The 8th edition of the large-awaited Master Franchise Show gave directions to national and global franchisors and high net-worth investors (HNI) on how to build a successful master franchise model and develop multi-unit operations, which stand the disruptive future trends
Presenting unrivalled national and international business opportunities, Master Franchise Show 2019 enthused the audience and exhibitors alike with gripping ideas and knowledge transfer on emanating trends in franchising.
Held on June 22-23, 2019, at JW Marriot Hotel in New Delhi, the Master Franchise Show was a huge hit with over 2000 HNIs visiting the event. In its 8th edition, MFS is widely recognised as the most premier event in master franchising, which attracts the most successful brand operators, global brands, and service providers across the industries. Organised by Franchise India and FranGlobal, the show aims to assist high net-worth investors (HNI) and corporates in identifying low risk and high reward business opportunities.
While day one of the event focused on networking and exhibition with over 200 national and global brands exhibiting their innovative business models and prospects, the second daywitnessed the Franchise Knowledge Series running parallel to the exhibition.
The Franchise Knowledge Series started with the keynote address from Rich Maloney, Founder & CEO, Engage & Grow, on leadership of tomorrow. The world renowned mind mentor and business coach highlighted that 87 per cent of the workforces are disengaged, which means that they are not doing their job or being disruptive to the organisation. For every disengaged employee in your business, you are throwing away $34,000 in lost productivity for every $100,000 you are paying them. This also stands true in franchise management, where brand’s reputation and business are on stakes.He mentioned that group activation techniques are essential for workforce and franchise engagement. “The group activation starts by focusing on three areas of your business:systems, behaviours and culture. Then, engagement keys are developed which are aligned to your focus areas and customised for every business and employee. Regular tracking and reporting of engagement keys per employee create a transparent and accountable environment, which leads to workforce engagement.”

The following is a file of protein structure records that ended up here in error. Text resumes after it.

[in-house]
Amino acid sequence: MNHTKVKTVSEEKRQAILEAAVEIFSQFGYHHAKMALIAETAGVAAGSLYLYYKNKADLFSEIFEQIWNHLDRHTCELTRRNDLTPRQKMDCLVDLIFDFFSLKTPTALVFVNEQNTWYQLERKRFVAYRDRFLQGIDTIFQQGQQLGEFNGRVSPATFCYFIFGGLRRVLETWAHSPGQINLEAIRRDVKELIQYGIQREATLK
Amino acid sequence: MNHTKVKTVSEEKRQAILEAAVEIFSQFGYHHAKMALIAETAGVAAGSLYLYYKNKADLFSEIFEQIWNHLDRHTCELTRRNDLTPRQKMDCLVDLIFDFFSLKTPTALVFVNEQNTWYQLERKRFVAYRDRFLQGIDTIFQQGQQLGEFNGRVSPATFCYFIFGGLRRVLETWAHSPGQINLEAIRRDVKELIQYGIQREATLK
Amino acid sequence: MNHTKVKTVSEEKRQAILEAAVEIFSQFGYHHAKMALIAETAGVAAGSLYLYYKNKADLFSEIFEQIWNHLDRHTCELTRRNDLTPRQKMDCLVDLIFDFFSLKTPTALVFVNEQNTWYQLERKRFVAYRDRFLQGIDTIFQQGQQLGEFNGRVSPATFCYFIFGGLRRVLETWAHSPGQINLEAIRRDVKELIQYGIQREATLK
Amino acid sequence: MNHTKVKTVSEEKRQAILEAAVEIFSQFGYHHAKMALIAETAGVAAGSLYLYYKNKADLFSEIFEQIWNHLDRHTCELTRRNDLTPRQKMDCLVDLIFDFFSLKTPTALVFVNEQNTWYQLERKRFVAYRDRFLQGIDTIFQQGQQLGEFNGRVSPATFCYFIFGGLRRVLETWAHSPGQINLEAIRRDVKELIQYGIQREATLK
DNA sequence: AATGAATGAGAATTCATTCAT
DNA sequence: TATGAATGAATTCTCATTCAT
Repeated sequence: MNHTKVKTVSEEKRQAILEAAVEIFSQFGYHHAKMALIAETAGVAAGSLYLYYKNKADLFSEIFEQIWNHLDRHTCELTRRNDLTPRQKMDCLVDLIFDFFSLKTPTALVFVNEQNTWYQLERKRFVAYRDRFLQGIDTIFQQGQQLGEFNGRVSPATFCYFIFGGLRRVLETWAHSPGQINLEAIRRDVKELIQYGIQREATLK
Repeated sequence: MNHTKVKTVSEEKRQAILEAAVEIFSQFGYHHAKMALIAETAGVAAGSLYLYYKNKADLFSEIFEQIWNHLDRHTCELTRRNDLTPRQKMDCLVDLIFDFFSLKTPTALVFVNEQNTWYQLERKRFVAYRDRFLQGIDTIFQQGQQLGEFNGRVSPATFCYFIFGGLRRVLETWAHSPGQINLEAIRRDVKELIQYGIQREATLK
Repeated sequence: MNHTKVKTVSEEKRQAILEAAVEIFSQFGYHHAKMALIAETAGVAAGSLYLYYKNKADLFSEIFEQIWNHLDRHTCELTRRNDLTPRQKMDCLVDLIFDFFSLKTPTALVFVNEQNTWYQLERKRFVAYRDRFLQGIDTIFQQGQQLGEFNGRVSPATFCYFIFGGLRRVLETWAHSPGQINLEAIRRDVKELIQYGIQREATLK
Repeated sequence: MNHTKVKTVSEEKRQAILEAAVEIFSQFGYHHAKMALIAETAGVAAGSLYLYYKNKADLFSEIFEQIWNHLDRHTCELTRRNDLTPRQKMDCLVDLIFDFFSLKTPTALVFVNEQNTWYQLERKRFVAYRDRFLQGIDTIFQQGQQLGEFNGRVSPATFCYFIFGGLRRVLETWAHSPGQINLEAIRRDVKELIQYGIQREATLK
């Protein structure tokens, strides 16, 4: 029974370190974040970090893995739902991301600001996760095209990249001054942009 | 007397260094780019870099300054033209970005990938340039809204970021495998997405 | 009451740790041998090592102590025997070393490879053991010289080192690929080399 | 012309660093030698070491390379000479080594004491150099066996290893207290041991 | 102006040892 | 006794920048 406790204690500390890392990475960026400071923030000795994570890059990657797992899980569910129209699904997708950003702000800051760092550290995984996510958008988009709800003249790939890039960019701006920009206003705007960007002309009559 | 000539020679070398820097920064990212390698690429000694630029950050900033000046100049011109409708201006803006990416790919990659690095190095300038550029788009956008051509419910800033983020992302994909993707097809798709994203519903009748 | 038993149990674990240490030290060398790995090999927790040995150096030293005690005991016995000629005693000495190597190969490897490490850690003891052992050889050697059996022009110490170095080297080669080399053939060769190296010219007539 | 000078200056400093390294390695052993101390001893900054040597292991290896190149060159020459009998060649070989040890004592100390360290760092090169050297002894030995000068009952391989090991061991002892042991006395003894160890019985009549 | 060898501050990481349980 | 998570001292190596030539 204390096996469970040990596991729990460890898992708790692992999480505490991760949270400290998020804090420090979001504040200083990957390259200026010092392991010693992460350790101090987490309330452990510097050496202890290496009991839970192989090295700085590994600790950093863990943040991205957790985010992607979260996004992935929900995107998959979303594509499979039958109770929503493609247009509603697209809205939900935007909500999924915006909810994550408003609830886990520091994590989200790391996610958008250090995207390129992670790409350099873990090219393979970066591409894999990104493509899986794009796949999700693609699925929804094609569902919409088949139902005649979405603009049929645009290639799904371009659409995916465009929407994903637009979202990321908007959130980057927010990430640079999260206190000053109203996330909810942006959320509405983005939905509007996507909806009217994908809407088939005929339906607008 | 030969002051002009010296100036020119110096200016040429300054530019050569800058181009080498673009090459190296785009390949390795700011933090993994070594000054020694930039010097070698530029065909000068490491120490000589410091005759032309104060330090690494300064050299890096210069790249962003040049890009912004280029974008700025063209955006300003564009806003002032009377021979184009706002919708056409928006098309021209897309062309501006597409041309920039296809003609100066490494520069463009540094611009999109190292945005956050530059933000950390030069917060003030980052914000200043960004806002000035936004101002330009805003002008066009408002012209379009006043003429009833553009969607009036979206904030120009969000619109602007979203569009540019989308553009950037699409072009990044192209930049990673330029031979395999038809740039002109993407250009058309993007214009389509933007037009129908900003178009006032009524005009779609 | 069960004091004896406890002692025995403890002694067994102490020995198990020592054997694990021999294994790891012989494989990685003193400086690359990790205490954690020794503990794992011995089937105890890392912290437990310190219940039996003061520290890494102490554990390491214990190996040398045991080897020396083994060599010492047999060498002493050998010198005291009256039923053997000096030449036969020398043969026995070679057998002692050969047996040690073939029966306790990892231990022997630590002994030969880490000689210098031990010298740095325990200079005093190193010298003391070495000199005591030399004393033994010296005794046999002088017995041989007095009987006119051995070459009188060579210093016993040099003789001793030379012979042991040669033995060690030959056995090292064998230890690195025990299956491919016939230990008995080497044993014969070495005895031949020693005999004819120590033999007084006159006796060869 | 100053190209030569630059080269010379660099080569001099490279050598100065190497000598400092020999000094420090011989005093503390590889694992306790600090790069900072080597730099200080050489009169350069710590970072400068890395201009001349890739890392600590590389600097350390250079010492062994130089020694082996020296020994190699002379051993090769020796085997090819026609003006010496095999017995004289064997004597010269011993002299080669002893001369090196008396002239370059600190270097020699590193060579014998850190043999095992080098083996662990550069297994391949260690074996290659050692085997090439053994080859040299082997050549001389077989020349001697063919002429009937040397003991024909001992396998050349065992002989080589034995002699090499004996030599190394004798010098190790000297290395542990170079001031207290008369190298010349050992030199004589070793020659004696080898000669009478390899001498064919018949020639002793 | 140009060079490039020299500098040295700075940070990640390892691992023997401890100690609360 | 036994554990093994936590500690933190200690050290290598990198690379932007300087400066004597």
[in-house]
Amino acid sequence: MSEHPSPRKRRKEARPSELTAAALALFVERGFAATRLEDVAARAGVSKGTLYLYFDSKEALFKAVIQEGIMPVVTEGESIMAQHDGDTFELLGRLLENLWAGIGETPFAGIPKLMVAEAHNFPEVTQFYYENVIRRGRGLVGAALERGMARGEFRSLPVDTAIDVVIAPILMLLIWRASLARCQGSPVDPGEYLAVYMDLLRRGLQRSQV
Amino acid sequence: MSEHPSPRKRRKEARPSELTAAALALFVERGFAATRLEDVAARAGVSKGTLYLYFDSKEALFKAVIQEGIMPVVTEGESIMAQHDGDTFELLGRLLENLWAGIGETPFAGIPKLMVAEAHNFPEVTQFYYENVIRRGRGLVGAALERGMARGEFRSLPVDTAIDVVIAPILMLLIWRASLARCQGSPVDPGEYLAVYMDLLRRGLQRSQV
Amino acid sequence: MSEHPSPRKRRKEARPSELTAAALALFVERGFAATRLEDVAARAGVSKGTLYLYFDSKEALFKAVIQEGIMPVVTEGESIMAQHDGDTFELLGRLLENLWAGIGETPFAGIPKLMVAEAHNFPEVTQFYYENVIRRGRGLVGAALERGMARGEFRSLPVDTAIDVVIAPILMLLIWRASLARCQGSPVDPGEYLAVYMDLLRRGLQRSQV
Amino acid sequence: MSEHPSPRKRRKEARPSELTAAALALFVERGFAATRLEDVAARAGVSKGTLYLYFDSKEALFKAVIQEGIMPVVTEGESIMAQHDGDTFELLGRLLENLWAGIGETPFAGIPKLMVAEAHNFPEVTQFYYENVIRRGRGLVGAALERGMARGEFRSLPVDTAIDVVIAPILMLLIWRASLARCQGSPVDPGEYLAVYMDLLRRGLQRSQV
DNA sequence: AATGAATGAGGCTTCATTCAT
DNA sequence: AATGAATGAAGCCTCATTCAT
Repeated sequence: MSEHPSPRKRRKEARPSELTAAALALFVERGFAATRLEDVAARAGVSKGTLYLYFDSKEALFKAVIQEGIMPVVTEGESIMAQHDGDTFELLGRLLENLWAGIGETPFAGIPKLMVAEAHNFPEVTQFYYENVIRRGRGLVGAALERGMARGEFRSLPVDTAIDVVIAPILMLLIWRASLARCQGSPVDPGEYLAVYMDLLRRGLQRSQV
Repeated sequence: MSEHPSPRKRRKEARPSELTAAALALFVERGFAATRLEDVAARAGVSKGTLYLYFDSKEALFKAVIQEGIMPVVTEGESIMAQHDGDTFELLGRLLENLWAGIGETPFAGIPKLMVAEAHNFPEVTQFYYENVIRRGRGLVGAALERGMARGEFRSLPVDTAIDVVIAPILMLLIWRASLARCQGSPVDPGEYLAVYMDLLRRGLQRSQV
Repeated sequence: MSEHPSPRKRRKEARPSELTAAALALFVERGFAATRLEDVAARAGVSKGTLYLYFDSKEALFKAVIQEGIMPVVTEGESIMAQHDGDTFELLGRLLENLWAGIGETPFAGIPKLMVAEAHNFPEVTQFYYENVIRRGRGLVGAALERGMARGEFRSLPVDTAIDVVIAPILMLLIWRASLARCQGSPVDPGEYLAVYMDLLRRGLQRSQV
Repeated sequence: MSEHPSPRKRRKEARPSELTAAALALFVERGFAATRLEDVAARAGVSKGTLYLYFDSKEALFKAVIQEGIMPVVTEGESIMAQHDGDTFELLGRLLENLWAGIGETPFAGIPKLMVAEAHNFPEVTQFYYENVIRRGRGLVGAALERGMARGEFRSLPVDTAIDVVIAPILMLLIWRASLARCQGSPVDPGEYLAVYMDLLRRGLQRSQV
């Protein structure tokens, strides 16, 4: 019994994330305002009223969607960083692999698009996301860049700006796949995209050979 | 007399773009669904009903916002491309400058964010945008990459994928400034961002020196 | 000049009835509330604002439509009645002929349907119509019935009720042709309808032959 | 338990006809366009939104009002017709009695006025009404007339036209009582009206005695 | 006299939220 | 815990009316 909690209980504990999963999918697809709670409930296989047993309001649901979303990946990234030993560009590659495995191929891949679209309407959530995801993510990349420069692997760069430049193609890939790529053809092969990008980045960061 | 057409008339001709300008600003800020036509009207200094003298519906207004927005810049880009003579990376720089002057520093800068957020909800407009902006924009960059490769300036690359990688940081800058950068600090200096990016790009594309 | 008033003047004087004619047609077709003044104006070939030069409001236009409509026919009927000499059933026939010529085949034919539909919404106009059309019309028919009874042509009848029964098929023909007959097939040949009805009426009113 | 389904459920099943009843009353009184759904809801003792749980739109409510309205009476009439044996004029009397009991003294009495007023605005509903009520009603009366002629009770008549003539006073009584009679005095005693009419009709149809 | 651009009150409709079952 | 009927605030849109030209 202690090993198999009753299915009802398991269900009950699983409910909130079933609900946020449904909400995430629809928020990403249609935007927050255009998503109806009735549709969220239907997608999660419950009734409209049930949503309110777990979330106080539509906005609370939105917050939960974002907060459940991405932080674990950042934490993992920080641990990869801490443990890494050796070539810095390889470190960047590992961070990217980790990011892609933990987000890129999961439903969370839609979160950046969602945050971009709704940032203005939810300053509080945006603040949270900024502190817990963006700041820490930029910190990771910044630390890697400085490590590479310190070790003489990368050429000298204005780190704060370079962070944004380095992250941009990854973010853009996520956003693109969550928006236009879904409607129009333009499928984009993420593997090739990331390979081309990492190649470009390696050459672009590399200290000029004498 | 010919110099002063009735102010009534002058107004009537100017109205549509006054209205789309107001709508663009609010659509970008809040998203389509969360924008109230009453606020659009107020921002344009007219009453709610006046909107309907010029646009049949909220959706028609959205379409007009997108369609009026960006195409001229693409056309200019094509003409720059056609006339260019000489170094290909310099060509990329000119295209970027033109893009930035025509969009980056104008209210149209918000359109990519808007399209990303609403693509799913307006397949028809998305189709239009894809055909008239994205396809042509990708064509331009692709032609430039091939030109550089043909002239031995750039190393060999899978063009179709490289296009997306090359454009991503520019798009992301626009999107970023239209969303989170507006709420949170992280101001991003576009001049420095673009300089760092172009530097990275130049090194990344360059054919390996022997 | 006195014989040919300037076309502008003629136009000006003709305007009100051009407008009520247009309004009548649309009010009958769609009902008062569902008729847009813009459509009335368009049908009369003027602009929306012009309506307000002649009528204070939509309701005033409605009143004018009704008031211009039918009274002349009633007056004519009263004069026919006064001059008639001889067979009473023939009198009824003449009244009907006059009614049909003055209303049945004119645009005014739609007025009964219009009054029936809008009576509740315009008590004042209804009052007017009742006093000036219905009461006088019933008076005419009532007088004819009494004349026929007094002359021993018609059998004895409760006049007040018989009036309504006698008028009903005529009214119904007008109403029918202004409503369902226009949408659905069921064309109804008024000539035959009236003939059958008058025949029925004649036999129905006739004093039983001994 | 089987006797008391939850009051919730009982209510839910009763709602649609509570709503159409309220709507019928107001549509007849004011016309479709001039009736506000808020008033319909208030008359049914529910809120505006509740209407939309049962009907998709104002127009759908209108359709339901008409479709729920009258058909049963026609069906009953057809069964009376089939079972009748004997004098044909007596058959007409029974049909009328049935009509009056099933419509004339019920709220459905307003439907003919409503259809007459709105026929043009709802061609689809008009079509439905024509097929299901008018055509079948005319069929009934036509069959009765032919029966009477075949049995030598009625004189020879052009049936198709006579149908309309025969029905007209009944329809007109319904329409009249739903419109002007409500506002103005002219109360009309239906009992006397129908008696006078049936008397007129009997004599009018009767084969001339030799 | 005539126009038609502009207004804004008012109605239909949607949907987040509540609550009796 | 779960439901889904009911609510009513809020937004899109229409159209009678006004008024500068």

Speaking on franchise growth strategies, Bharath Uppiliappan, CEO, India Business, Dr Lal Pathlabs, said that it’s crucial for a brand to understand the franchise operations and challenges at the local level. He highlighted that the largest barrier in scaling a franchise is delegation of tasks: “Many of the smaller brands find it difficult to scale as the promoters don’t want to delegate decision-making tasks. However, they need to start delegating tasks at an early stage of growth.” He further added that brands must identify frontline people in its franchise ecosystem to develop and promote them for higher responsibilities. Besides, establishing few COCO units is essential so that franchisee may understand the model and replicate it in their own business.
Rajat Wahi, Partner, Deloitte India, apprised the audience on the factors to be considered before diversification. He stressed on weighing strengths of the current brand equity that can it be leveraged for other categories or price points. “Brands must verify the competencies that can be leveraged for the brand diversification, like people, processes, technology, supply chain, manufacturing etc. The most important part is to assess the market potential of the new category, complexity involved and is there a logical fit for the new brand with the existing brand.” He further added that having right processes and stable business model is crucial before a brand even thinks to expand.
Speaking on developing a realistic business plan in the finance master class, Vikrant Tomar, COO, Ice Cream Labs, mentioned that for a franchisee, it’s important to verify the financial health of the brand before getting into a partnership. “It’s crucial to study franchisor’s income, expenditure and historical data including growth rate of franchise network, preliminary franchise fee and scope of services delivered to franchisees. Franchisor’s financial data can be utilised as the base to build a universal model showing the general financial aspects of any franchisee business. This data can also be used to forecast financial results for your specific market.” He also suggested brands expanding in India to be realistic and consider that franchisee’s RoI period should not extend unreasonably or lead franchise business to incur losses, while calculating the franchise fee.
The conference concluded with an interesting session from Shivendra Kundra, Founding Partner, Kundra & Bansal, on the importance of a legal agreement in the long-term brand-franchisee relations. He highlighted that in the absence of dedicated law on franchising in India, a detailed and well-thought legal agreement has huge significance. It must include elements like development schedule, royalties, location demarcation and non-compete clause. “Dispute resolution is the most important part of the agreement. Many people don’t think about dispute resolution clause before getting into a partnership; that’s a reality. Moreover, franchisees of global brands must ensure an India-based arbitration, as in most of the cases the expenses incurred in foreign arbitration are higher than the value of the dispute.”